Using ninhydrin to detect gravesoil
Carter, David O., Yellowlees, David, and Tibbett, Mark (2008) Using ninhydrin to detect gravesoil. Journal of Forensic Sciences, 53 (2). pp. 397-400.
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Some death scene investigations commence without knowledge of the location of the body and/or decomposition site. In these cases, it is necessary to locate the remains or the site where the body decomposed prior to movement. We hypothesized that the burial of a mammalian cadaver will result in the release of ninhydrin reactive nitrogen (NRN) into associated soil and that this reaction might have potential as a tool for the identification of clandestine graves. Juvenile rat (Rattus rattus) cadavers were buried in three contrasting soil types in Australian tropical savanna ecosystems and allowed to decompose over a period of 28 days. Soils were sequentially harvested and analyzed for NRN. Cadaver burial resulted in an approximate doubling (mean = 1.7 ± 0.1) in the concentration of soil NRN. This reaction has great potential to be used as a presumptive test for gravesoil and this use might be greatly enhanced following more detailed research.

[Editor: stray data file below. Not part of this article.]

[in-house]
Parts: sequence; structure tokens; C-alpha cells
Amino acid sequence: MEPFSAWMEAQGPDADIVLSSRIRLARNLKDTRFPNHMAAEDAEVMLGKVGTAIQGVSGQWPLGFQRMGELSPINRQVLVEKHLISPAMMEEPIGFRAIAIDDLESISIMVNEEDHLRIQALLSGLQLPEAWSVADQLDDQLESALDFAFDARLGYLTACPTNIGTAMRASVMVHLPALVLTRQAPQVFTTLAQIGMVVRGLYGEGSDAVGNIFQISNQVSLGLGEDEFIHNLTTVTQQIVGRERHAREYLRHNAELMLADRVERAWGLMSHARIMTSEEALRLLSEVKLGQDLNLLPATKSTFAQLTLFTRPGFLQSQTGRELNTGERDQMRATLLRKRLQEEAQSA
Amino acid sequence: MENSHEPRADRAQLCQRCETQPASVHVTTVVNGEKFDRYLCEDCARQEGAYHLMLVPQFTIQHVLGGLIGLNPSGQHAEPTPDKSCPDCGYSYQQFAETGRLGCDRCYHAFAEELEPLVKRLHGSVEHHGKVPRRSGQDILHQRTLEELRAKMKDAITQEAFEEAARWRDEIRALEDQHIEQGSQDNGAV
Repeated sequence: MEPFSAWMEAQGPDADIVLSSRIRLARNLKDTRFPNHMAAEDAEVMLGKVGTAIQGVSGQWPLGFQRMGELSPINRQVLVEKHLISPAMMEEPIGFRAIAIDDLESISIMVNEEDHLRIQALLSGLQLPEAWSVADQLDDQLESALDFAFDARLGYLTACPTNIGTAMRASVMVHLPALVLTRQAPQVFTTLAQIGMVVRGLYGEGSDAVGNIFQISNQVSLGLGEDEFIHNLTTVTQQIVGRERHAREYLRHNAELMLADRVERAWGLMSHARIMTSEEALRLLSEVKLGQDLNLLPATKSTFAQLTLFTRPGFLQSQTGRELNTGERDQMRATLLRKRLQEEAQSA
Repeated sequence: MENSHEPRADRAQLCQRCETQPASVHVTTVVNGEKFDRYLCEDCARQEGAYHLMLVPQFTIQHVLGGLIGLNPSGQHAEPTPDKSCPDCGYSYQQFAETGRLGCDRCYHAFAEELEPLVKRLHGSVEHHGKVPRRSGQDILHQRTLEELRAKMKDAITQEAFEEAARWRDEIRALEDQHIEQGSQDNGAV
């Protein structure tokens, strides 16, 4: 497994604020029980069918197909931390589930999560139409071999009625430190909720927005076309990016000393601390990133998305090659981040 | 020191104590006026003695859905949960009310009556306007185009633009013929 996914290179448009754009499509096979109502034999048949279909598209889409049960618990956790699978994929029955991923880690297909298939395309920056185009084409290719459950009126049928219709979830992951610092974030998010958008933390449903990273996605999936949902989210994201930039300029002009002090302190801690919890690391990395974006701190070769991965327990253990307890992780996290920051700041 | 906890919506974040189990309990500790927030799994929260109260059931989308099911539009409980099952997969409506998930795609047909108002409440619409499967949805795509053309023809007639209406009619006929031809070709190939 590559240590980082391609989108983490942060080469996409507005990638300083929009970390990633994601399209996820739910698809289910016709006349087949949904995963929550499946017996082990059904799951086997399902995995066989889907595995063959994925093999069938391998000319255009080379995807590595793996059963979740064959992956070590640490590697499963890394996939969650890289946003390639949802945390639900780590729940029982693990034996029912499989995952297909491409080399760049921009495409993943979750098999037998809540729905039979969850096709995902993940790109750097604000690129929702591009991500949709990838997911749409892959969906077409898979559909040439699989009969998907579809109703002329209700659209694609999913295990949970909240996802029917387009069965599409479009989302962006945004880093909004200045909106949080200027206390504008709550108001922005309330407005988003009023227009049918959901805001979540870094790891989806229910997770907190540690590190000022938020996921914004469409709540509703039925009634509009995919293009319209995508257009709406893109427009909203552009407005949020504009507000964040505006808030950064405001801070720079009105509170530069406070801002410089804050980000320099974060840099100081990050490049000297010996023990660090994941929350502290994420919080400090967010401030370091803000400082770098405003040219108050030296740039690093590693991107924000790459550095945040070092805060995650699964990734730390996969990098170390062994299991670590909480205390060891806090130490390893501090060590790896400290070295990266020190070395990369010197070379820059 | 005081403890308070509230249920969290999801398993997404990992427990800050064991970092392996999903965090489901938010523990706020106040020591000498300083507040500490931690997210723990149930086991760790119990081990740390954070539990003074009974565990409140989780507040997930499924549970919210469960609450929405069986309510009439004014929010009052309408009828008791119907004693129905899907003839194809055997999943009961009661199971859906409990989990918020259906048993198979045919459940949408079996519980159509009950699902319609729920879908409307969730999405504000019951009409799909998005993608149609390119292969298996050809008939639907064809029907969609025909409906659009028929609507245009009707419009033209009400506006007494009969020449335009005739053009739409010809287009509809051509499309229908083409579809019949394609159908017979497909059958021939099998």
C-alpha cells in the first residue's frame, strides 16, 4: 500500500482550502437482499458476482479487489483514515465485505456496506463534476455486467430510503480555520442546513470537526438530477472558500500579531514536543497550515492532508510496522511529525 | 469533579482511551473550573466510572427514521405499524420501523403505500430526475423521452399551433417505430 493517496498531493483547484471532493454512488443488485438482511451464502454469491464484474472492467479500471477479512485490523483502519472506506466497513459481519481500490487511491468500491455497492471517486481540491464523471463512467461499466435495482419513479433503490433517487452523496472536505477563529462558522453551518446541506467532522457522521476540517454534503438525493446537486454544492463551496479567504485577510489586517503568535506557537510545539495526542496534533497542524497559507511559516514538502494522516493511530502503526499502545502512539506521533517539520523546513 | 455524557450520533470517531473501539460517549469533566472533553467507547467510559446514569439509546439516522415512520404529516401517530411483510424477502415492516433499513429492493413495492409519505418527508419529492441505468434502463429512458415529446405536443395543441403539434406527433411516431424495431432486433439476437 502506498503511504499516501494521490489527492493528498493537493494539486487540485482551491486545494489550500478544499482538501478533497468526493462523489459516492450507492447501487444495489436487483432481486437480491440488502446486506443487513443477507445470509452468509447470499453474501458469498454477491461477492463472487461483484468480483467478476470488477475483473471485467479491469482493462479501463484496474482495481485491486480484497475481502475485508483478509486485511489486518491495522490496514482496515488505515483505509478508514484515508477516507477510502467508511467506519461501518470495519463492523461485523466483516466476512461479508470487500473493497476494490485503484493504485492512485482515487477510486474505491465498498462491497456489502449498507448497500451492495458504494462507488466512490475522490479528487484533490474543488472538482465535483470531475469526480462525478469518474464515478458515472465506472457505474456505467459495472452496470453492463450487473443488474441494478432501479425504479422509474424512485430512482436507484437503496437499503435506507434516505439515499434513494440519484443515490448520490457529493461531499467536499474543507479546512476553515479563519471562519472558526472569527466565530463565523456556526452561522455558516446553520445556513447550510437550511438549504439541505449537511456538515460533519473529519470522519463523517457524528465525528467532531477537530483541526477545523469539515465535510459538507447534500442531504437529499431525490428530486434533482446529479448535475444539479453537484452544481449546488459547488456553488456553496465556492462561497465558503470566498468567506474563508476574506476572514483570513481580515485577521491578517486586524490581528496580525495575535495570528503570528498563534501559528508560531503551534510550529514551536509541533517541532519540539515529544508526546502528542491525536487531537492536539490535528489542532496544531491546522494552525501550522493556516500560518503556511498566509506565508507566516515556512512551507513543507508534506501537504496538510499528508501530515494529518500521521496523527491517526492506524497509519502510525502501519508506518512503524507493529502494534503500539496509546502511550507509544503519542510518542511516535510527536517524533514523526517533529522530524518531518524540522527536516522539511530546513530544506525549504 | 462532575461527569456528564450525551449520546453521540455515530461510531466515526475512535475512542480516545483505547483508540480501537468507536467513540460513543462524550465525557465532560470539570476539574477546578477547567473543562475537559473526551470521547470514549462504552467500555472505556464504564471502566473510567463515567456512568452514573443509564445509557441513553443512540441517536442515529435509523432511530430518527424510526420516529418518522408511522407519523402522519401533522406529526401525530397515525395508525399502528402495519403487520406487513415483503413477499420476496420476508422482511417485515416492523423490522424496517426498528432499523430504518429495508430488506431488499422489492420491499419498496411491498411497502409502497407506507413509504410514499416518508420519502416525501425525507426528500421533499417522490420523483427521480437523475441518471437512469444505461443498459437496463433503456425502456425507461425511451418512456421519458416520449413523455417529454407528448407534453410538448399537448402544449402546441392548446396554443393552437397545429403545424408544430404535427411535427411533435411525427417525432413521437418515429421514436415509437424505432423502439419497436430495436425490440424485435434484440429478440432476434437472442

|Item Type:||Article (Refereed Research - C1)|
|Keywords:||forensic Science; taphonomy; cadaver decomposition; grave location; clandestine|
|FoR Codes:||06 BIOLOGICAL SCIENCES > 0699 Other Biological Sciences > 069901 Forensic Biology @ 100%|
|SEO Codes:||83 ANIMAL PRODUCTION AND ANIMAL PRIMARY PRODUCTS > 8399 Other Animal Production and Animal Primary Products > 839999 Animal Production and Animal Primary Products not elsewhere classified @ 100%|
|Deposited On:||10 Feb 2010 12:13|
|Last Modified:||17 May 2013 00:55|
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|Citation Counts with External Providers:||Web of Science: 17|
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